Why we prefer organic cotton
Organic cotton makes sense environmentally as well as socially. Not only does it make more efficient use of water, avoids the use of harmful chemicals and keeps soil healthy, organic cotton farming methods promote better social and working conditions for farmers.
We source organic cotton whenever possible, which is less toxic at all stages along the supply chain. In 2014 we increased our use certified organic cotton, 72% of our denim collection was made from organic cotton and 54% of our cotton jersey was made from organic cotton. An increase from 2013. In 2013 51% of our denim and 25% of our jersey for ready-to-wear was made from organic cotton. Additionally, in 2014 74% of the cotton used in our kidswear collection was organic cotton.
Thank you to the NGOs developing organic cotton plantations
Organic cotton farming was developed by social entrepreneurs, farmers and NGOs who – like many of us – did not like the misuse and overuse of pesticides, or the social problems caused by production practices including farmer debt and sickness caused by chemicals. Instead, they developed a way of producing cotton using a more balanced ecosystem that did not harm the planet or those farming the crop.
Conventionally grown cotton uses more insecticides than any other single crop. Nearly $2.6 billion worth of pesticides are sprayed on cotton fields each year — accounting for more than 10% of total pesticide use and nearly 25% of insecticides use worldwide. Water use is another issue with conventional cotton production. Crops use intensive irrigation and some estimates say cotton crops are the largest water user among agricultural crops.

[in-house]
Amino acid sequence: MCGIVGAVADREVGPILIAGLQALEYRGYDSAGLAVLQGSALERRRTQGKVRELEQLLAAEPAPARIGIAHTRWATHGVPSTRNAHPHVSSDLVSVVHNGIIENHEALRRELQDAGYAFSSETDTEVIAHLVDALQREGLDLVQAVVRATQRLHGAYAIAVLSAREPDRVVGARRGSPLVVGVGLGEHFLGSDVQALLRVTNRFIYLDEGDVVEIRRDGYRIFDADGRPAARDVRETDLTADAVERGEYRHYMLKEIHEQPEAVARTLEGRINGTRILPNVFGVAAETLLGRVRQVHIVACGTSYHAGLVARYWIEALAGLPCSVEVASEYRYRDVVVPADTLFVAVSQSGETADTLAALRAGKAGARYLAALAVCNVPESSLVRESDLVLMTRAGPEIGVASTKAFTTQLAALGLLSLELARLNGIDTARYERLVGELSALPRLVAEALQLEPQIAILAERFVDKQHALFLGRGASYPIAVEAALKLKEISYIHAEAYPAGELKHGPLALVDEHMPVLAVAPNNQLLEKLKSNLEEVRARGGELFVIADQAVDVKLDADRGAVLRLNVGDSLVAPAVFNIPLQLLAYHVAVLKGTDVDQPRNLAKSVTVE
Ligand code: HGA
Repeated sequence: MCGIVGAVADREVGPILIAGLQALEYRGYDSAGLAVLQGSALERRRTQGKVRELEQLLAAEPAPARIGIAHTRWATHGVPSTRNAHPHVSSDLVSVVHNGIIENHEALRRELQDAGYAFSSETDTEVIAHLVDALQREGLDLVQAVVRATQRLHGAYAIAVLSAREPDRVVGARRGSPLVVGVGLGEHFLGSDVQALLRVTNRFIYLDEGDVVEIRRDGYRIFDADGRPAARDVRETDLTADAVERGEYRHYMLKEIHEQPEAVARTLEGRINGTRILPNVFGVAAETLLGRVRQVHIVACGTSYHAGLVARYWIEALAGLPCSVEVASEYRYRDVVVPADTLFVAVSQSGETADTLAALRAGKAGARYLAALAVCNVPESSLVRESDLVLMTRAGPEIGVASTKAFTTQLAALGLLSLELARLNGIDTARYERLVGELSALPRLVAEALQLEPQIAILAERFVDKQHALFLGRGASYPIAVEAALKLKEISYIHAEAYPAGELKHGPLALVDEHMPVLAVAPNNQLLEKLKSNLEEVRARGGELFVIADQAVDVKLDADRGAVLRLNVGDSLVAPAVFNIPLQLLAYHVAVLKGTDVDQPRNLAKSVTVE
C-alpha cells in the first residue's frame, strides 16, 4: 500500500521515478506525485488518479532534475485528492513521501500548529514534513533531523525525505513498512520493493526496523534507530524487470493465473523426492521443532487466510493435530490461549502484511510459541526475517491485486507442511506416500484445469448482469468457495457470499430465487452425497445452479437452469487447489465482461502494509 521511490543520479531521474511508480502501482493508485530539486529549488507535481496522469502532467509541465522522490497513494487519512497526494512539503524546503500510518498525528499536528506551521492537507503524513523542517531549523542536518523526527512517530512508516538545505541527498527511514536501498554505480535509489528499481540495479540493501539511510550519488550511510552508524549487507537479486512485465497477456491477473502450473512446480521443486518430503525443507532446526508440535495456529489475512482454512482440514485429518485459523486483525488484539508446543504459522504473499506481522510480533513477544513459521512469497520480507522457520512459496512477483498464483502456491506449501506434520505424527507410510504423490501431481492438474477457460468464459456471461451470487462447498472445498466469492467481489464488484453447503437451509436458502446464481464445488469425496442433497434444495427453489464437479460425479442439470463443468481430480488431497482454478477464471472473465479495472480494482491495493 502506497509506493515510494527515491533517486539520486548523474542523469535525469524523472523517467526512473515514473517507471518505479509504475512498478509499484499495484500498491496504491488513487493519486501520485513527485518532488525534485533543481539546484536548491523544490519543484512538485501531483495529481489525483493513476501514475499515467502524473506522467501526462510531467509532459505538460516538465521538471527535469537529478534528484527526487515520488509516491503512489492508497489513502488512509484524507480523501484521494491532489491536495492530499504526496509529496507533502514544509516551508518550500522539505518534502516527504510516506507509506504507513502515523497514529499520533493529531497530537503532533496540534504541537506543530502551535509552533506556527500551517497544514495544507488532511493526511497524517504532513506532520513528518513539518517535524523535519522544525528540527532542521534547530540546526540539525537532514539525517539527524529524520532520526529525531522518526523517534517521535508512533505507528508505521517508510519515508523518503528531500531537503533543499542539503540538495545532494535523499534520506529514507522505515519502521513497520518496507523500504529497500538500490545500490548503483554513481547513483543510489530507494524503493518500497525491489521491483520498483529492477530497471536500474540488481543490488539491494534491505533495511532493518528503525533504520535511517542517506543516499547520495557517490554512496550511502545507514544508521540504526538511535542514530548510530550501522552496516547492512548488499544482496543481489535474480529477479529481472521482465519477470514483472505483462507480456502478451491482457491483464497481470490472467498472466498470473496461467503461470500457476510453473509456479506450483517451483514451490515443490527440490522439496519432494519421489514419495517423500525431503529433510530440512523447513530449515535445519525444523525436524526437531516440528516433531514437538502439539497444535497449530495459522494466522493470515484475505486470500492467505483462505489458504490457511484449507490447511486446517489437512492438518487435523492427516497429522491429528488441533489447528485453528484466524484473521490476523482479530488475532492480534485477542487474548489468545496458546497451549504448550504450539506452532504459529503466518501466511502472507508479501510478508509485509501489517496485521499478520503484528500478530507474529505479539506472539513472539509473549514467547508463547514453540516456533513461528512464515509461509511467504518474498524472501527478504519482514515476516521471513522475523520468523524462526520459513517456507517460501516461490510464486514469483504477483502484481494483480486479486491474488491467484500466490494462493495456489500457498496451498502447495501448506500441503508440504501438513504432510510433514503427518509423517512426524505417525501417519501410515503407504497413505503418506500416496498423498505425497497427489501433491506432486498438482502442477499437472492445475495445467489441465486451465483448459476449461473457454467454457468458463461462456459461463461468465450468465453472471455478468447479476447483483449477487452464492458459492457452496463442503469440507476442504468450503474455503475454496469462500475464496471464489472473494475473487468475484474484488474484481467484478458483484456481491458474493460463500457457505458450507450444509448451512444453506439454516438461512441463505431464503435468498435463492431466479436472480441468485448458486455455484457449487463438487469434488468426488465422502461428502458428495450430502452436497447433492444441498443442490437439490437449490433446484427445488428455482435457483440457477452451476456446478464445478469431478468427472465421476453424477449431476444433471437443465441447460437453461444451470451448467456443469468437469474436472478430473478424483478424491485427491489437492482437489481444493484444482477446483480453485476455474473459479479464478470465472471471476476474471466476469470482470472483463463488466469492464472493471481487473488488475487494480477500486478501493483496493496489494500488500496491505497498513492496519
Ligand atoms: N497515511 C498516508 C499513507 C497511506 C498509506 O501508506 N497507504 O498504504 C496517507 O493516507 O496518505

How organic cotton is grown and why it makes a difference:
The seeds are natural and not genetically modified so farmers are allowed to collect seeds and replant them (unlike conventional cotton farming which required them to buy new seeds each season.)
The soil is enriched with compost to give plants the best start – healthy plants attract fewer pests.
Instead of using petroleum-based herbicides and pesticides, farmers pull weeds, trap bugs, rotate crops and use companion plantings such as corn to attract beneficial bugs and lure away pests. It makes perfect sense really. The farmers work with nature rather than against it. The benefits are obvious.
Organic cotton production really makes a difference to those who grow it and the benefits are passed down the line, from healthier, happier farmers to a reduction in pesticides and unnecessary toxins going into the ground. Less chemicals means greater biodiversity. The planet is better for it.